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McConnell campaign on Ashley Judd: Was secret recording legal?

Kentucky state law suggests the secret recording of a McConnell campaign strategy session – posted Tuesday on the Mother Jones website – could be illegal. The FBI is also getting involved. 

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Senate Minority Leader Mitch McConnell of K.Y. answers questions from reporters, on Capitol Hill in Washington, Tuesday, following a Republican strategy session. The FBI is investigating allegations that McConnell's re-election campaign office was bugged with an electronic listening device.

J. Scott Applewhite/AP

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Republicans are crying foul – and raising the memory of Watergate – over the release of an embarrassing secret recording of a strategy session for the reelection campaign of Sen. Mitch McConnell (R) of Kentucky. Senator McConnell, the top Republican in the US Senate, was present at the meeting.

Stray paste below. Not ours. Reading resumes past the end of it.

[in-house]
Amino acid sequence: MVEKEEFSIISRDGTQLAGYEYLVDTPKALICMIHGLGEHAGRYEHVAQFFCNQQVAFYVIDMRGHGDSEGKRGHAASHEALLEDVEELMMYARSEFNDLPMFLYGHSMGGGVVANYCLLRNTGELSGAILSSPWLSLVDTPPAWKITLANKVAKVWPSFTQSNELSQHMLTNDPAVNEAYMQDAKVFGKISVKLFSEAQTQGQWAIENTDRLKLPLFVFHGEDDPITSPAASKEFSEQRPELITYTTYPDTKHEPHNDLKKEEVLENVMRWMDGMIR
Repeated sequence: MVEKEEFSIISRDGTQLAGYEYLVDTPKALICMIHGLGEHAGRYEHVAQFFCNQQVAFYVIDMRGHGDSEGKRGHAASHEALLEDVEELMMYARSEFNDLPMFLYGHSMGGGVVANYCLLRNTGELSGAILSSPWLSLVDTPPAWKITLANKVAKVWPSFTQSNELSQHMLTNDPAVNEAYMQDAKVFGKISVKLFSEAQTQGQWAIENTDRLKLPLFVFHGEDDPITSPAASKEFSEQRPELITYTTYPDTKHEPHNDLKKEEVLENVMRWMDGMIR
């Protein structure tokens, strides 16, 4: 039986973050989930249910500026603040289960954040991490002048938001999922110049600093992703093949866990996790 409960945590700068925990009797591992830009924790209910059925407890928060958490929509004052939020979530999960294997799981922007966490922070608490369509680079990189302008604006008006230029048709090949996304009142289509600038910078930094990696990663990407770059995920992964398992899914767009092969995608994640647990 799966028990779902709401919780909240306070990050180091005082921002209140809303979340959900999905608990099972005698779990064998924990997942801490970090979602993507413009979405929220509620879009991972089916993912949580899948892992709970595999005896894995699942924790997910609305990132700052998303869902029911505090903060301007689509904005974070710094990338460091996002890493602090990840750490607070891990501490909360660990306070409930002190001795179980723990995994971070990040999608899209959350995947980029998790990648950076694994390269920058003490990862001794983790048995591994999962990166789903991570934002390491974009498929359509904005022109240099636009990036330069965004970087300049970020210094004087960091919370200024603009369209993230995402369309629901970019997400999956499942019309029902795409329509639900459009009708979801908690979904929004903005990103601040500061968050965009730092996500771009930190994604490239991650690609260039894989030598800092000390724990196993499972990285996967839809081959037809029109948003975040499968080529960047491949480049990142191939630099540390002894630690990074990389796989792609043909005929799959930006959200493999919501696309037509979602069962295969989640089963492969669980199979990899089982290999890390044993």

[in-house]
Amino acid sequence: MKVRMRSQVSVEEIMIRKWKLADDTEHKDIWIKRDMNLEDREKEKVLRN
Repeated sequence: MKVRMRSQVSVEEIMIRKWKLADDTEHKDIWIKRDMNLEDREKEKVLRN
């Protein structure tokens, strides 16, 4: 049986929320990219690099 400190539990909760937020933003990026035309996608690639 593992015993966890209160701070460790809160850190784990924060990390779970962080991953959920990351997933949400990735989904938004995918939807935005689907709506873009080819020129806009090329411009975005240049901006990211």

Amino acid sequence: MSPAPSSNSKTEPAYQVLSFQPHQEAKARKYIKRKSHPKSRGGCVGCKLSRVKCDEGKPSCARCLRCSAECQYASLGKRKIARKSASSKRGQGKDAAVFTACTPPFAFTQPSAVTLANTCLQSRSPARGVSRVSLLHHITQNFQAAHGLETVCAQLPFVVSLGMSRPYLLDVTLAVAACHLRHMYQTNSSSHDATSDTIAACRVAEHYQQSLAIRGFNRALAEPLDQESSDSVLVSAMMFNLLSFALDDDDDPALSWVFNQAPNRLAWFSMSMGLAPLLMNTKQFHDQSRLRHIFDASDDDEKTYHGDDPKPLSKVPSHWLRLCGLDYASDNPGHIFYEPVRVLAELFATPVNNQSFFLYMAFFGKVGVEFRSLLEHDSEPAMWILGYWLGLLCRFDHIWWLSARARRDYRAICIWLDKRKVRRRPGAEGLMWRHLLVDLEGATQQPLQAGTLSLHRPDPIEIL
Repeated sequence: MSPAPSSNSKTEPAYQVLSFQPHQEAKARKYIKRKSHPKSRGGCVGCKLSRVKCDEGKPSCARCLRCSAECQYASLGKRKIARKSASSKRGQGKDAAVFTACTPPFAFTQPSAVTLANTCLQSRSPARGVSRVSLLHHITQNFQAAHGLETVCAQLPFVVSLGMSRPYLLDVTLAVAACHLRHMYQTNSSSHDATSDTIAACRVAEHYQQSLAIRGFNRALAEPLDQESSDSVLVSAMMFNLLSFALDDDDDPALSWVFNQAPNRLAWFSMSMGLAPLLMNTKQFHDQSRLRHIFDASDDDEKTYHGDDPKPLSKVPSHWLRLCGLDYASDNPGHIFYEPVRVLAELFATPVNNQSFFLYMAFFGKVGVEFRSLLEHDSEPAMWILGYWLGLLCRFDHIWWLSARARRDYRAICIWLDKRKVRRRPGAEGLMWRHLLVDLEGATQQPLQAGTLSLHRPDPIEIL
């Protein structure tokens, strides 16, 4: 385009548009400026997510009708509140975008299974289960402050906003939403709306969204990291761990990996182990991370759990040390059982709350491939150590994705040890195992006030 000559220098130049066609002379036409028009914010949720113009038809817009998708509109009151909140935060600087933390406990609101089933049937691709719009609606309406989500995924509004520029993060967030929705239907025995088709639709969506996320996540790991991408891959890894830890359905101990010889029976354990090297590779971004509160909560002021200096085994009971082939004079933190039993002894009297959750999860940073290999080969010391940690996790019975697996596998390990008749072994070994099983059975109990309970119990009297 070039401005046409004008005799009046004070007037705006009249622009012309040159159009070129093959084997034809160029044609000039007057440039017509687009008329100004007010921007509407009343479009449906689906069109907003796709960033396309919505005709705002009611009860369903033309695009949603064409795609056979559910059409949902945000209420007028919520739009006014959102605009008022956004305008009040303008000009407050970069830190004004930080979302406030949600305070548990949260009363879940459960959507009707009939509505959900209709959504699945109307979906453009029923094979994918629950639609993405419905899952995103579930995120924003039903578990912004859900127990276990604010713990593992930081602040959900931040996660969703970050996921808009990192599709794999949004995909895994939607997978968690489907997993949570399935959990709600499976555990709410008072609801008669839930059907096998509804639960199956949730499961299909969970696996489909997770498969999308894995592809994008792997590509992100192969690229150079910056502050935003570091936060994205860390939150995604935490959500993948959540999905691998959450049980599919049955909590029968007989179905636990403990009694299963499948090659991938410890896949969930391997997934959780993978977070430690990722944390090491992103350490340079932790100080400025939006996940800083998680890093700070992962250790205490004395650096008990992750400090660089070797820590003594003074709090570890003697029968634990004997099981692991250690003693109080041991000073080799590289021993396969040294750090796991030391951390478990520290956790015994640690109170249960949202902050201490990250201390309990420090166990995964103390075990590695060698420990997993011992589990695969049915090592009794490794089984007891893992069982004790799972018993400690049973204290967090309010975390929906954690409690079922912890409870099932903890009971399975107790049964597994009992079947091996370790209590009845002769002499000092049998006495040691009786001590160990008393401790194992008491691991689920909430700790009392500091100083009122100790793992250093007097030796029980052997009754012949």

Audio from the Feb. 2 meeting, posted Tuesday on the liberal Mother Jones website, included discussion of (and laughter over) past comments and travails of actress Ashley Judd, who had considered running against McConnell but decided not to. 

The McConnell campaign denies that anyone on its staff leaked the recording.

“Secret recordings, private conversations leaked, reports of bugs – these Watergate-era tactics have no place in our campaigns,” Sen. Jerry Moran (R) of Kansas, chairman of the National Republican Senatorial Committee, said in a statement.

The McConnell campaign is working with the Federal Bureau of Investigation and has notified the US Attorney’s office in Louisville about the matter, McConnell’s campaign manager, Jesse Benton, told NBC News.

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